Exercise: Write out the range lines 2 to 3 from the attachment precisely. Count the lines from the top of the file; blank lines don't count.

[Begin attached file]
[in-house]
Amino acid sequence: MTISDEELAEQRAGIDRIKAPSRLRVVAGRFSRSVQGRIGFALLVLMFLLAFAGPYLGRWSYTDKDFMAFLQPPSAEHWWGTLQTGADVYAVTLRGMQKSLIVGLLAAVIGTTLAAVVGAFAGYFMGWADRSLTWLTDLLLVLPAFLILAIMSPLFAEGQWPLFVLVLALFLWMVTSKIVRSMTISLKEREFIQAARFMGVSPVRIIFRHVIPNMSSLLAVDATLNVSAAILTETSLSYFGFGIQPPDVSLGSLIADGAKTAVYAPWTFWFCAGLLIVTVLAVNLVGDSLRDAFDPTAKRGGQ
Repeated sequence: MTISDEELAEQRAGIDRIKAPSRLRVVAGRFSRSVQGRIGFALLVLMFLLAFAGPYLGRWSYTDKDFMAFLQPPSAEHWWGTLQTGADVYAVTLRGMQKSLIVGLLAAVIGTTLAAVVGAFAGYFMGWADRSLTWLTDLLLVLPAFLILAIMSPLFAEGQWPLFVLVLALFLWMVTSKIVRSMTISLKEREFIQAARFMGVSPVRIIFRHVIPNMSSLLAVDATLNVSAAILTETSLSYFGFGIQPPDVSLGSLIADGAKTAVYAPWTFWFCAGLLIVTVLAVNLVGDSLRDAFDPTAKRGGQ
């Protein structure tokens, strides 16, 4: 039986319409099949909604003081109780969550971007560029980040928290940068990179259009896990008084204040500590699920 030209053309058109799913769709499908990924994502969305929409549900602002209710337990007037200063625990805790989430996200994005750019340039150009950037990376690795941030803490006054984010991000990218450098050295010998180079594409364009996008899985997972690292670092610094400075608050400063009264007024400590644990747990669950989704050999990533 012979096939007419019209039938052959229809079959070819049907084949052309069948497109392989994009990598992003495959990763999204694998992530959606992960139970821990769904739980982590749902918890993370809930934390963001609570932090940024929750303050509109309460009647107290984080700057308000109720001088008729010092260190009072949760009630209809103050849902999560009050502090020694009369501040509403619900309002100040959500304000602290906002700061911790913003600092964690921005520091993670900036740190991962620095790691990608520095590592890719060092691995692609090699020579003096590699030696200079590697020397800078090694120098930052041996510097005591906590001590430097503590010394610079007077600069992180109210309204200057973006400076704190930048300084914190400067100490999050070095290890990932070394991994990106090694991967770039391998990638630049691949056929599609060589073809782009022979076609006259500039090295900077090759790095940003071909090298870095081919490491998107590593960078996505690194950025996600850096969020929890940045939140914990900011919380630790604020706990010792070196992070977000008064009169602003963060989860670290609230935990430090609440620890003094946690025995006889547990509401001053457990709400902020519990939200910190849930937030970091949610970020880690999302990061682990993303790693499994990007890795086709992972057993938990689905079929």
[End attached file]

Amino acid sequence: MTISDEELAEQRAGIDRIKAPSRLRVVAGRFSRSVQGRIGFALLVLMFLLAFAGPYLGRWSYTDKDFMAFLQPPSAEHWWGTLQTGADVYAVTLRGMQKSLIVGLLAAVIGTTLAAVVGAFAGYFMGWADRSLTWLTDLLLVLPAFLILAIMSPLFAEGQWPLFVLVLALFLWMVTSKIVRSMTISLKEREFIQAARFMGVSPVRIIFRHVIPNMSSLLAVDATLNVSAAILTETSLSYFGFGIQPPDVSLGSLIADGAKTAVYAPWTFWFCAGLLIVTVLAVNLVGDSLRDAFDPTAKRGGQ
Repeated sequence: MTISDEELAEQRAGIDRIKAPSRLRVVAGRFSRSVQGRIGFALLVLMFLLAFAGPYLGRWSYTDKDFMAFLQPPSAEHWWGTLQTGADVYAVTLRGMQKSLIVGLLAAVIGTTLAAVVGAFAGYFMGWADRSLTWLTDLLLVLPAFLILAIMSPLFAEGQWPLFVLVLALFLWMVTSKIVRSMTISLKEREFIQAARFMGVSPVRIIFRHVIPNMSSLLAVDATLNVSAAILTETSLSYFGFGIQPPDVSLGSLIADGAKTAVYAPWTFWFCAGLLIVTVLAVNLVGDSLRDAFDPTAKRGGQ